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Muslim, A. A., Budiono, A., Almaarif, A..  2020.  Implementation and Analysis of USB based Password Stealer using PowerShell in Google Chrome and Mozilla Firefox. 2020 3rd International Conference on Computer and Informatics Engineering (IC2IE). :421—426.

Along with the development of the Windows operating system, browser applications to surf the internet are also growing rapidly. The most widely used browsers today are Google Chrome and Mozilla Firefox. Both browsers have a username and password management feature that makes users login to a website easily, but saving usernames and passwords in the browser is quite dangerous because the stored data can be hacked using brute force attacks or read through a program. One way to get a username and password in the browser is to use a program that can read Google Chrome and Mozilla Firefox login data from the computer's internal storage and then show those data. In this study, an attack will be carried out by implementing Rubber Ducky using BadUSB to run the ChromePass and PasswordFox program and the PowerShell script using the Arduino Pro Micro Leonardo device as a USB Password Stealer. The results obtained from this study are the username and password on Google Chrome and Mozilla Firefox successfully obtained when the USB is connected to the target device, the average time of the attack is 14 seconds then sending it to the author's email.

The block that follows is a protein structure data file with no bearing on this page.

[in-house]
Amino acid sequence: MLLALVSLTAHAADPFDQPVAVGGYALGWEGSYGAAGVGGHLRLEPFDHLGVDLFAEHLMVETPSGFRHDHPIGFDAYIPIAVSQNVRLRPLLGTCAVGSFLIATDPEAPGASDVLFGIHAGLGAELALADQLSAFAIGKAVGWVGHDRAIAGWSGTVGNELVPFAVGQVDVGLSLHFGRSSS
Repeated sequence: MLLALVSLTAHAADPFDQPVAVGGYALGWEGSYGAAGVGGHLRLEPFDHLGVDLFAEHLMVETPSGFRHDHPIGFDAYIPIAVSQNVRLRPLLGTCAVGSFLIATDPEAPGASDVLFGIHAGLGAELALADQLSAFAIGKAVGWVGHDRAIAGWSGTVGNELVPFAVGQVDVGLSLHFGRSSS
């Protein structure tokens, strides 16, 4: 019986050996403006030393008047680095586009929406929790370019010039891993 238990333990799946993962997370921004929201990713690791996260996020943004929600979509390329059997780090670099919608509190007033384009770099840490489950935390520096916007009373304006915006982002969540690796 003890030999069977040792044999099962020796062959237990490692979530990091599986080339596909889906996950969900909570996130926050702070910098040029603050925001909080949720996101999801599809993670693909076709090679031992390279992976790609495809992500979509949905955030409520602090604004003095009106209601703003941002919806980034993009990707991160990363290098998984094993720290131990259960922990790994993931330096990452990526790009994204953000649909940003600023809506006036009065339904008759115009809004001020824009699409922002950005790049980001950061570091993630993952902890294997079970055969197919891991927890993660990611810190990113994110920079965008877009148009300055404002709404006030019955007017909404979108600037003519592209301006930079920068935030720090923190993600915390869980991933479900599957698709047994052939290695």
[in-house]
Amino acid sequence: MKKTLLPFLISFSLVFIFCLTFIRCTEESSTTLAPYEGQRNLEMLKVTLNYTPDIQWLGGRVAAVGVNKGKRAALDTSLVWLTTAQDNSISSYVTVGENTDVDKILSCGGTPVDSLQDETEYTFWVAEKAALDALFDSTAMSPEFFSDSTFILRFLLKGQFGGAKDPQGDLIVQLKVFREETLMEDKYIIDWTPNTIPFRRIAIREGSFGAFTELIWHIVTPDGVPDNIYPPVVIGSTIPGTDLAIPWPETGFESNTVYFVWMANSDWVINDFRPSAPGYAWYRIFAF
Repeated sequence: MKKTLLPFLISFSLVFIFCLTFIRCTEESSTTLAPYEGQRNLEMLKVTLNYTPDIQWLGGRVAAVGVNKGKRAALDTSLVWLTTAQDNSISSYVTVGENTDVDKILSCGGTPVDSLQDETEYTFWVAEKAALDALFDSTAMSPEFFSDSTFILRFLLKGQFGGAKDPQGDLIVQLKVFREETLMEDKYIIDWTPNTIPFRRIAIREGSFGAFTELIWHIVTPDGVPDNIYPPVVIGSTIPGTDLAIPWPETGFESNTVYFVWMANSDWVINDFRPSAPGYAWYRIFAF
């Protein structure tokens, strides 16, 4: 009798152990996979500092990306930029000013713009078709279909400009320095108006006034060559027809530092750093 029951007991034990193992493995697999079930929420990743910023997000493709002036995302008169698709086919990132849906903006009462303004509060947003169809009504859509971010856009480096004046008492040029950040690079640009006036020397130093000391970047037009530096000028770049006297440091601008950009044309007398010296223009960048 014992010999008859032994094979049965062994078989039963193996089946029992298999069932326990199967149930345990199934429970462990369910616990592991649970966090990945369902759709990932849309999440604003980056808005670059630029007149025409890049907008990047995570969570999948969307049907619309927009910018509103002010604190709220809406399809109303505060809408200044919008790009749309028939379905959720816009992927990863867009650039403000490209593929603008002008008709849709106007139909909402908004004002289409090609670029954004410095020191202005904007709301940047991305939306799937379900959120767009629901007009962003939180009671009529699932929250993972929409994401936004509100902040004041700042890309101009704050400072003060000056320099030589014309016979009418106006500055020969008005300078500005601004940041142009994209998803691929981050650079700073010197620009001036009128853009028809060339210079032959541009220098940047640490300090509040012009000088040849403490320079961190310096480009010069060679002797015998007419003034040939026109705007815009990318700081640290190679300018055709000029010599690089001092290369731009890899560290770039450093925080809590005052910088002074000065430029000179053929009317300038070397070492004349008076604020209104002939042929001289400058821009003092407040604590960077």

Pattanayak, S., Ludwig, S. A..  2019.  Improving Data Privacy Using Fuzzy Logic and Autoencoder Neural Network. 2019 IEEE International Conference on Fuzzy Systems (FUZZ-IEEE). :1–6.